Emirates NBD seeks to raise Dh6.3 billion (US$1.72bn) to bolster its capital base during the financial crisis by converting emergency federal deposits, its chief financial officer said, sending shares higher. The option to convert the deposits, which will bolster regulatory capital held as a cushion to absorb surprise shocks, is likely to be exercised by a number of banks in the UAE, CFO Sanjay Uppal said in an interview.
"This is not really a bailout," Mr Uppal said. "I see this as systemic support. "I would consider it a bailout when the central bank is injecting money into the bank to support it," Mr Uppal said. The conversion comes as UAE banks struggle to resume lending after the credit crisis hit the booming economies of the Gulf, provoking an exodus of foreign deposits and drying up liquidity banks need to lend to consumers and businesses.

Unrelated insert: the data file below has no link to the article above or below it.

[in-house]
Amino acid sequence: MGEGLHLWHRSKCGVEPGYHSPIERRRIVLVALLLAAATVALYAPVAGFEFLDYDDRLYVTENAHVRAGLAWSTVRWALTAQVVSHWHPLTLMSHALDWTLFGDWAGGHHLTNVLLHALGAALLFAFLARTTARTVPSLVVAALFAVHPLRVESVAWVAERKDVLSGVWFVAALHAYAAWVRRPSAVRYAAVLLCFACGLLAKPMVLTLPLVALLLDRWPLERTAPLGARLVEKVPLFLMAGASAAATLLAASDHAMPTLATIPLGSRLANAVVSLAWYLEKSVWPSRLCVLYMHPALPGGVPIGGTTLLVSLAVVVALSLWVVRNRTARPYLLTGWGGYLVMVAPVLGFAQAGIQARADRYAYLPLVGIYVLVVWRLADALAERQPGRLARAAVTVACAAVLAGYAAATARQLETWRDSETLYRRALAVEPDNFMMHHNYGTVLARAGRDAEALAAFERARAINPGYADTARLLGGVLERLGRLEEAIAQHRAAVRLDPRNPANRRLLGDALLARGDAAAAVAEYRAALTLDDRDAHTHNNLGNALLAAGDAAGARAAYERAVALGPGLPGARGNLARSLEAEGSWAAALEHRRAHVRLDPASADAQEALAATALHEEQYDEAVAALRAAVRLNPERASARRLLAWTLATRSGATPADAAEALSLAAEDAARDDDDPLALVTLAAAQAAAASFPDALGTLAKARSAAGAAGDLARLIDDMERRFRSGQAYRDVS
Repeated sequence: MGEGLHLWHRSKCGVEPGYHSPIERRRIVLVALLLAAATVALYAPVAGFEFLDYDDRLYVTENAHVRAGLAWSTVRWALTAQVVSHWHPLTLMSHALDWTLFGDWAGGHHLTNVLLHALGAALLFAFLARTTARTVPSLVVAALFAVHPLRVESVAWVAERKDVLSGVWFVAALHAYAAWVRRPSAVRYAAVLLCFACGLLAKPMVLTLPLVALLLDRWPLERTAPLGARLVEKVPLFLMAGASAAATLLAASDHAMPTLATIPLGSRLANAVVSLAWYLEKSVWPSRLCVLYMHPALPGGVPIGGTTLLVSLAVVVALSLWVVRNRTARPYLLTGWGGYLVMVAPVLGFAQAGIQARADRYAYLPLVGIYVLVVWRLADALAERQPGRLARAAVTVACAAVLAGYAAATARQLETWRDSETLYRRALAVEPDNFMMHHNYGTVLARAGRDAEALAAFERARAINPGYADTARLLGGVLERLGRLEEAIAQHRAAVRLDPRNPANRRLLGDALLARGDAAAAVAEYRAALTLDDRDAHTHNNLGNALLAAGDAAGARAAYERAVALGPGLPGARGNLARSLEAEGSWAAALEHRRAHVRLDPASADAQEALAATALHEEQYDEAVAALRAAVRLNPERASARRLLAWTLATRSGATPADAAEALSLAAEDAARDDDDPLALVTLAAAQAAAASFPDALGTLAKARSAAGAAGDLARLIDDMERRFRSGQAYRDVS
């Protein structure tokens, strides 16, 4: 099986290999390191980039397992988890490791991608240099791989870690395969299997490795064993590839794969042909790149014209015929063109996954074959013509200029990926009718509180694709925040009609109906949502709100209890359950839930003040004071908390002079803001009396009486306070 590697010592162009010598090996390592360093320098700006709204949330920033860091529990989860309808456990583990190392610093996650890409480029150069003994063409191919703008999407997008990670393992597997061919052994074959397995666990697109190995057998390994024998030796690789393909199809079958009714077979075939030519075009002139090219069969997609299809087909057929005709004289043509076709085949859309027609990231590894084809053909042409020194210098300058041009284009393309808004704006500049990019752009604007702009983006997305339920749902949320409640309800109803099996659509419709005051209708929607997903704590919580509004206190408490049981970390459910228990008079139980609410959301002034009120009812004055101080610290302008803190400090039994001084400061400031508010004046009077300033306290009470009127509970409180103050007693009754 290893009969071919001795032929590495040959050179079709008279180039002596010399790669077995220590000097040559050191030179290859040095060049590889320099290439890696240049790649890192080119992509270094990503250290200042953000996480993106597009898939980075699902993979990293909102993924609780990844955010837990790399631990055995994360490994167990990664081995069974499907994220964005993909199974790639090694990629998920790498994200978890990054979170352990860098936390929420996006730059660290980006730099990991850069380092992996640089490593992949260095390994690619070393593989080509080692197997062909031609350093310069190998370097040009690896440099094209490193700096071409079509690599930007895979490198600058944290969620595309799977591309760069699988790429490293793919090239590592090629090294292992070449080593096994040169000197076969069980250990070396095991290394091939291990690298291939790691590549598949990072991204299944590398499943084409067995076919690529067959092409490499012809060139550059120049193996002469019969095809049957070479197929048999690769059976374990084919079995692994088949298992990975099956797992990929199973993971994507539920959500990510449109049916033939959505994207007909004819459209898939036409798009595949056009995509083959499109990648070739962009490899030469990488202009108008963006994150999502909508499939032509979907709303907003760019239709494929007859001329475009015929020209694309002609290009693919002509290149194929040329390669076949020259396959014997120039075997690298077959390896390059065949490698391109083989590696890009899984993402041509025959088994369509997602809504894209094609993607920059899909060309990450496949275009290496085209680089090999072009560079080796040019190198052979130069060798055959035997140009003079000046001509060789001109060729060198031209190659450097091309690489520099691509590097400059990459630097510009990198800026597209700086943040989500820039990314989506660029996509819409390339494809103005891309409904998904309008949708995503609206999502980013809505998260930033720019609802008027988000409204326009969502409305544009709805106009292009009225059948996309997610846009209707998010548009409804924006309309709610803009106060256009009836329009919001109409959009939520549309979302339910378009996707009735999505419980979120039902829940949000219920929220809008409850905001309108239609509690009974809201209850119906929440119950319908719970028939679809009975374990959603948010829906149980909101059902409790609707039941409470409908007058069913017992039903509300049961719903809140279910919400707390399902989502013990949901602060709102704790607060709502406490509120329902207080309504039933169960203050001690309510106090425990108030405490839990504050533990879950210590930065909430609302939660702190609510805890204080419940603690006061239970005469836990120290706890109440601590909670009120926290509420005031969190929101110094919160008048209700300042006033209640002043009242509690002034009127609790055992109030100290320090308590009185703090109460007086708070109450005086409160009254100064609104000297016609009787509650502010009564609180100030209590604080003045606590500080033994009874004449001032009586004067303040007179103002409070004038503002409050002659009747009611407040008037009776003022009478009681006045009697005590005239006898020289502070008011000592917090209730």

"This option has been given to all banks in the country," Mr Uppal said. The bank, one of the top three in the country, received Dh12.6bn as part of a larger programme sponsored by the Ministry of Finance in 2008 to boost liquidity in the banking system. "Markets and institutions around the world have been impacted by the economic turmoil and central banks and governments in every part of the world are stepping up to support their financial systems and markets, and I think this has been a very supportive move to support us here," Mr Uppal said.
Shares in the bank were up 4.8 per cent in early trading, outperforming other UAE banks. The conversion would boost the bank's capital adequacy ratio ? a key measure of the soundness of a bank ? to 14.3 per cent from 11.3 per cent at the end of 2008, when the bank wrote off Dh2.26bn in assets, Mr Uppal added. * Reuters